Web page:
After eight years as a Catholic school educator, Donté was ready to branch out. “I want to go independent,” he remembers thinking. “My little rogue spirit needs it.” After three years as an English teacher at The Potomac School and another five as a multidisciplinary humanities teacher at Maret School in Washington, D.C., he was ready for a leadership role. Westover School in Middlebury, Connecticut, came calling. But only with a teaching position at first. 

“We had some back and forth, and in the meantime, there was something going on that people were whispering about—something that could make us sick and might keep us home from school for a while,” he recalls. “I told them, thanks for reaching out to me, but I’m just going to sign my contract here at Maret and stay put this year.” 

In March 2020, just as the spread of COVID-19 began necessitating school shutdowns around the nation, Westover invited him to head their English Department. It was a role he couldn't refuse. Five months later, he took over the reins and continued to lead throughout the pandemic. Navigating through challenging times, he successfully established a humanities program, enriching the academic curriculum.

He is the author of a five-part poem called “Blessed Be the Beloved Barn.” 
For the last three summers, in lieu of quiet time at the beach or travel excursions not possible during the school year, Donté has headed north, to Vermont. There, stuffed into small cabins nestled in the Green Mountains, with fellow students, some writers and publishers, and renowned professors, he has immersed himself in the literary canon, oral and community histories, rhetoric, autoethnographies, and more, in pursuit of a master’s degree at Middlebury College’s prestigious Bread Loaf School of English (his undergraduate degree is in American Studies and English from Colby College, in Waterville, Maine). “What I love most is being a lifelong learner,” Donté explains, and the convenient, five-year summer program allows him to “fully focus on being a teacher during the school year and be a completely devoted student in the summer.”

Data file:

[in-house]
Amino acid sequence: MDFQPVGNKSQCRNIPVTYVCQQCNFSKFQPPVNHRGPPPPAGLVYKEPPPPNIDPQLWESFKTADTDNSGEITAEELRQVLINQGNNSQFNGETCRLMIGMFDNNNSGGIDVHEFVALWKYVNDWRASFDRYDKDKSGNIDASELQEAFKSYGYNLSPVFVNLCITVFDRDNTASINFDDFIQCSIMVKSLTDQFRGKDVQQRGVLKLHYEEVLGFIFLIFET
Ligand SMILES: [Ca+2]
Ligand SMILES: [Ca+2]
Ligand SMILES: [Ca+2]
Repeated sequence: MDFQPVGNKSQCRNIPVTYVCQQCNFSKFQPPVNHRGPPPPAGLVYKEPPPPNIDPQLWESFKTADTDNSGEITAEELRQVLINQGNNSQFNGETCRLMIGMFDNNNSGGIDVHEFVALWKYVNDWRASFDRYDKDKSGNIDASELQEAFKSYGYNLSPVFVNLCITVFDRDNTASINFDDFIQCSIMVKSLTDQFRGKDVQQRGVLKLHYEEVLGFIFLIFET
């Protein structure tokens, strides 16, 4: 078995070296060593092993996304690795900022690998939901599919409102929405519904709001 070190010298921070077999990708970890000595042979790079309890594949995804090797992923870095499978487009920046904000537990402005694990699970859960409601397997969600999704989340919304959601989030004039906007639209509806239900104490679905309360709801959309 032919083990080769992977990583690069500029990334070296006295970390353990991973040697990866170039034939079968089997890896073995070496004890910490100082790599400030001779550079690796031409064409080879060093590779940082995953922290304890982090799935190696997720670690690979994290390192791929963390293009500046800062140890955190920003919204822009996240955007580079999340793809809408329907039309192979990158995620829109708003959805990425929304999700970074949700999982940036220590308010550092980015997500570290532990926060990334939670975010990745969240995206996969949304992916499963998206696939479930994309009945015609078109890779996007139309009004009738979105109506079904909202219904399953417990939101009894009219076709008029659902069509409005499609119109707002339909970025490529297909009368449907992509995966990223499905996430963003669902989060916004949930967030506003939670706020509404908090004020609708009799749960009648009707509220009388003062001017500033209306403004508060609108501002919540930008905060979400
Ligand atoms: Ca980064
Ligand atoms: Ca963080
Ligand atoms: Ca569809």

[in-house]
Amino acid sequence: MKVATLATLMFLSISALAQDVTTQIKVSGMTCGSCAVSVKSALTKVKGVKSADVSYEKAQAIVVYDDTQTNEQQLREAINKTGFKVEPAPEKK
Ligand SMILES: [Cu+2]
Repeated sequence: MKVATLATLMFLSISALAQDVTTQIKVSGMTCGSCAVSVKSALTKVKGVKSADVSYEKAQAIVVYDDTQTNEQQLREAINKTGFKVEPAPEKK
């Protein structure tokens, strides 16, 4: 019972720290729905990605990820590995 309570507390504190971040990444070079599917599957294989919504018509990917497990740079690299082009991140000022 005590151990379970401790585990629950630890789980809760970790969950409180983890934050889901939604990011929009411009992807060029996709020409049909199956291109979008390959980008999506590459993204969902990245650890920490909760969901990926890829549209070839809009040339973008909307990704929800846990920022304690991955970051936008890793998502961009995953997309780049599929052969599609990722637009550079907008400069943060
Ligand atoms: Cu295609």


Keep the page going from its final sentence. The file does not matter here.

As part of an assignment last summer, while steeped in the historical fiction of Toni Morrison and his own research into the historical arc of racial violence and conflict, “Blessed Be the Beloved Barn,” was born. Paired with curated archival images, the poem was his way of depicting how racial tensions have played out not simply in the past, but in the present day. 

He wants students to learn how to read the world.
As an inquisitive, ardent student in his own right, Donté naturally takes an expansive, multidisciplinary approach to his teaching. The strong pedagogical foundation of SSFS’s English Department immediately excited him. In fact, it’s what drove his curiosity and desire to become part of the community, he says. 

Top of mind for him is to design a clear through line for students in Grades 6 through 12, so their learning experiences “are meaningfully different and developmentally appropriate yet produce a wise, thinking individual who is capable of taking on and reading not just a book, poem, or play, but the world—a world that isn’t strictly disciplined one way or the other.” 

That may sound like a tall order, but Donté—on campus for less than a year—is already struck by the ability and the humanity of SSFS students. “I appreciate how quirky and how real they are, how they like to laugh and experience joy,” he observes. “Even when we don’t agree, there’s a willingness to see each other deeply; there is trust.”